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Spiti Travel Guide




Ki-MonestryCalled 'middle country', Spiti is a cold desert which Rudyard Kiplong in Kim called 'world within a world" and a "place where the gods live".

Founded in 996, the Tabo gompa has exquisite frescoes and stucco statues, and is called 'Ajanta of the Himalays'. The largest monastic complex in Spiti, the old section has nine temples, 23 chortens, a chamber formonks and another one for nuns.

There are several caves and contemporary structures too. In trans-Himalayan Buddhism, Tabo's sanctity is next only to Tibet's Tholing gompa. Accommodation at Tabo consists of rest houses and basic hotels.

Ki Monastery, Spiti:
A great impetus came when king Trison Detsen (Khri-Sron-Ide-bTsan, 755-797 AD) of Tibet embraced the teachings of the Buddha. He sent to India for great masters like Santarakshta and the famous teacher and 'tantric', Padmasambhava. Under Pdmasambhava's influence, Mahayana Buddhism, the 'Greater Vehicle' fanned over the world's highest plateaux. Known to the Tibetans as Guru or Orgian Rimpche, the Precious Master, Padasambhava began the synthesis of Mahayana practices, 'yogic tantricism' , and the native Bon religion-retaining a large measure of its nature worship and demonolatry. The combine of ritual, fiath and philosophic content created what we recognize today as Vajrayana Bhddhism, the "thunderbolt Vehicle".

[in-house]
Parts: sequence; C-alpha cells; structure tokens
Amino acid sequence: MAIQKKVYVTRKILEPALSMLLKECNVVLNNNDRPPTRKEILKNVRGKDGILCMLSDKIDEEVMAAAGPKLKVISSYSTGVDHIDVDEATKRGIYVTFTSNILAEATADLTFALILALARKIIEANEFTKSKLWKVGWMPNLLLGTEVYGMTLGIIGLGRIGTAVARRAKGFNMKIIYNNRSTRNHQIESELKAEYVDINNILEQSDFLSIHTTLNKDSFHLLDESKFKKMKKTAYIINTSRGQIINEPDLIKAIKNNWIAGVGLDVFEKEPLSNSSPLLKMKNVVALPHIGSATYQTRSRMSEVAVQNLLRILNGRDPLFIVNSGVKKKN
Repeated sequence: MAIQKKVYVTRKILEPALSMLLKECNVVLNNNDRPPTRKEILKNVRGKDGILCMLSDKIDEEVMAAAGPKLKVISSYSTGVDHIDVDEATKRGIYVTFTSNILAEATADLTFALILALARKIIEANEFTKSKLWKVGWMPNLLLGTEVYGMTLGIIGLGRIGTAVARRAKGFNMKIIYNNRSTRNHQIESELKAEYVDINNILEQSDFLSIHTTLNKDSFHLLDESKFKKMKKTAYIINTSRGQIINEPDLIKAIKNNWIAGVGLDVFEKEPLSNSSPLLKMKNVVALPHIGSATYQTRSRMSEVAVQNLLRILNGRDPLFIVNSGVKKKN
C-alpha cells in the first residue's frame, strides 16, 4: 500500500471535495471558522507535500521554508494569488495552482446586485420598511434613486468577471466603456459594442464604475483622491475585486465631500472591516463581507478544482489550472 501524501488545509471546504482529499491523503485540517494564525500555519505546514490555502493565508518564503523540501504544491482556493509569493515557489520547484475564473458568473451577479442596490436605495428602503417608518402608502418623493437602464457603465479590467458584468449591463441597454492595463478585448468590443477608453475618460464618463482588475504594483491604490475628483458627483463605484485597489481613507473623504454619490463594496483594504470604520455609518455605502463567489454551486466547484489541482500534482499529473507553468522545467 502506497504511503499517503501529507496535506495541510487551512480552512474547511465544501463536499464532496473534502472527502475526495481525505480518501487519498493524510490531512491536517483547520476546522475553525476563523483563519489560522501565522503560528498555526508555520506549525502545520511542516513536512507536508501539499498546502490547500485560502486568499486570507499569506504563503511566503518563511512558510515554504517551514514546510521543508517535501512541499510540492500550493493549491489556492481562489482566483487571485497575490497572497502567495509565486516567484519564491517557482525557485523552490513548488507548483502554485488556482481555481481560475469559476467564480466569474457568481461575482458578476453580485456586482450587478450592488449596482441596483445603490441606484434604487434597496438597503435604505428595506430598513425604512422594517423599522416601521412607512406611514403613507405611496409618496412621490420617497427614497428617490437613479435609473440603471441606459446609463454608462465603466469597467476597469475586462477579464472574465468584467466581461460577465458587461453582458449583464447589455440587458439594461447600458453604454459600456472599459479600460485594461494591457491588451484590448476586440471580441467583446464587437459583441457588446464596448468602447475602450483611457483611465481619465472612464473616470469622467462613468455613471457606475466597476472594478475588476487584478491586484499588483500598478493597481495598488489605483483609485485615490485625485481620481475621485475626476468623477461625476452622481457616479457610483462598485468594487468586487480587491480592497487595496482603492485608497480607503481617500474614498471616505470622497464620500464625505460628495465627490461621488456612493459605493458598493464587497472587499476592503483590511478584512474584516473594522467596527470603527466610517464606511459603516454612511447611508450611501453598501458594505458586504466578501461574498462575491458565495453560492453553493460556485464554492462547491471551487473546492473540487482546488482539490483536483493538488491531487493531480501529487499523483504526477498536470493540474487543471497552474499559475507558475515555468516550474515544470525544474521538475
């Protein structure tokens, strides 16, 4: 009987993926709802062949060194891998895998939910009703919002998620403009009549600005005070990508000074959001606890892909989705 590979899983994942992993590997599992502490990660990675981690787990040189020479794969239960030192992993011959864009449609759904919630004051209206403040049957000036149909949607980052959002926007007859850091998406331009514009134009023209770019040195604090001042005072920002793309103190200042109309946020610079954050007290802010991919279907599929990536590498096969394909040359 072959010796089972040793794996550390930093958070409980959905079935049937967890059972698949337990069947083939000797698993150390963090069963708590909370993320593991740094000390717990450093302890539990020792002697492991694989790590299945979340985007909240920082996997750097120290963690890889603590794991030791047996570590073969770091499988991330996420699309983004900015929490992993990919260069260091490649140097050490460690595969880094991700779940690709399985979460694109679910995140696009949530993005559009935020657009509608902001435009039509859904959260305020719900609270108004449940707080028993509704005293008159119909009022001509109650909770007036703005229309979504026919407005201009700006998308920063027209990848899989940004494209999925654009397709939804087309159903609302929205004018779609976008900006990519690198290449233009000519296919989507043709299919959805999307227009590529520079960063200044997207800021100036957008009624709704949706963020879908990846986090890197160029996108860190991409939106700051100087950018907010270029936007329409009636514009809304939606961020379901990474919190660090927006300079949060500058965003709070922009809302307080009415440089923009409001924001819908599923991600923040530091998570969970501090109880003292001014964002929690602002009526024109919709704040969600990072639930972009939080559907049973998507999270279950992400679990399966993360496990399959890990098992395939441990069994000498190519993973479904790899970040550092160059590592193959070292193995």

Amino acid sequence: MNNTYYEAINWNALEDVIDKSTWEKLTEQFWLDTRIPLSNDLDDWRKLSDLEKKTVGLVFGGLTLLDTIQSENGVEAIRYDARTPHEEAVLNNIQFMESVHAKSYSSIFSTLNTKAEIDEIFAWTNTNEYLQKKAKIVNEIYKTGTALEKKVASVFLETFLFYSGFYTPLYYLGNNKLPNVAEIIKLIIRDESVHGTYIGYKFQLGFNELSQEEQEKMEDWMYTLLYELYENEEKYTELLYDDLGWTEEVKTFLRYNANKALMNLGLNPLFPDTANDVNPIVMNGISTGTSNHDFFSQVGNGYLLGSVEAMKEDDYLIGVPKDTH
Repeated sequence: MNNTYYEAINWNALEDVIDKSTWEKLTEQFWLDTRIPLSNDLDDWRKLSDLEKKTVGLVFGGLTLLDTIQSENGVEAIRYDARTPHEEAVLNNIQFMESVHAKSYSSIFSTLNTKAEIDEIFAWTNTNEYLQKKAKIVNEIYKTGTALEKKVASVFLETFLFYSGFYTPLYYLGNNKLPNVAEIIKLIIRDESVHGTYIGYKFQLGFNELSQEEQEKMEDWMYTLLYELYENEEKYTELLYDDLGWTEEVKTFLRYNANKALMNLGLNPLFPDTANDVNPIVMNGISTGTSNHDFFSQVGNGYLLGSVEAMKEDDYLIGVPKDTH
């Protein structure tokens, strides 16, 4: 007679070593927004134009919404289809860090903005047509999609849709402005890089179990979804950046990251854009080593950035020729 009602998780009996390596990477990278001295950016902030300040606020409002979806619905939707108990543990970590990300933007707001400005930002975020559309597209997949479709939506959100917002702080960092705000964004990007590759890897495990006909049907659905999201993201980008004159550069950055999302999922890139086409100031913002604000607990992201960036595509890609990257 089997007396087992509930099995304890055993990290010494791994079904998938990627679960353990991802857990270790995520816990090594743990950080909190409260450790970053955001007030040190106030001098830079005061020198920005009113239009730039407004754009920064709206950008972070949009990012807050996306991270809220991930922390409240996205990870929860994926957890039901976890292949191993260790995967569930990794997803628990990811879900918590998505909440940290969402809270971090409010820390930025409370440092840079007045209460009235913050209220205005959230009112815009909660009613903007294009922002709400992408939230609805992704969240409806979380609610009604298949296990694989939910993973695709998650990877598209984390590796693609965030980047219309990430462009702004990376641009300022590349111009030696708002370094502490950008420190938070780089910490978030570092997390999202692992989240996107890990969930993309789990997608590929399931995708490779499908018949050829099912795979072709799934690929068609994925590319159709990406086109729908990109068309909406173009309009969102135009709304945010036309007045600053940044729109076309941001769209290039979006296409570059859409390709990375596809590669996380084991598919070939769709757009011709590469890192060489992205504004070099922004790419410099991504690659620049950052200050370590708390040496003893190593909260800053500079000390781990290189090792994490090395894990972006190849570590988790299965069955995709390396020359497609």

The ninth century brough a break in the spread of Buddhist learning when the king, Lang Darma rejected it and began supporting the Bon faith. He was murdered by a Buddhist monk, Pal Dorje and the tenth and eleventh centuries witnessed the grand revival of Buddhist learning. It was an age of great teacdhers-Atisha Marpa, Rinchensang-po and Milarepa.

In 1357 AD, the towering reformer, Tsong, khapa began the religious renewal that emphasized Atisha's teachings and a purity of doctrine. He founded the Geluk-pa sect. the 'Yellow Hats' who grew to hold considerable sway-and from which the Dalai lamas were to come. (In 1578 AD, a descendent of Chengis-Ghengis-Khan and ruler of China, had given Sonam Gyatso the title of Ta-le, now written as Dalai- Which means the 'Master of the Ocean of Wisdom' When the kingdom of Guge rose in western Tibet after the assassination of Lang Daram, it encompassed the present day tracts of Spiti, Lahaul, Zanskar and upper kinnaru. The strong cultural and religious identity of the region dates back to those years.

Kinnaur to Spiti:
Further, on the road from Sarahan to Spiti,is the turning point for Kalpa and Recong Po. With the Kinner Kailash in direct view, a 79-foot-high rock formation alongside changes colour as the day progresses. On the route to Spiti are Jangi, Chango and Nako. At Nako the houses seem half buried in the ground and the nearby lakes' waters seep into the rooms.

Spiti to Kaza:
Tabo's 8th century gompa has exquisite frescoes and stucco statues and is known as the "Ajanta of the Himalayas" Kaza, apart from home to many monasteries, is an ideal base for treks to Ki and Kibber, the region's highest permanently inhabited village linked by a motorable road.



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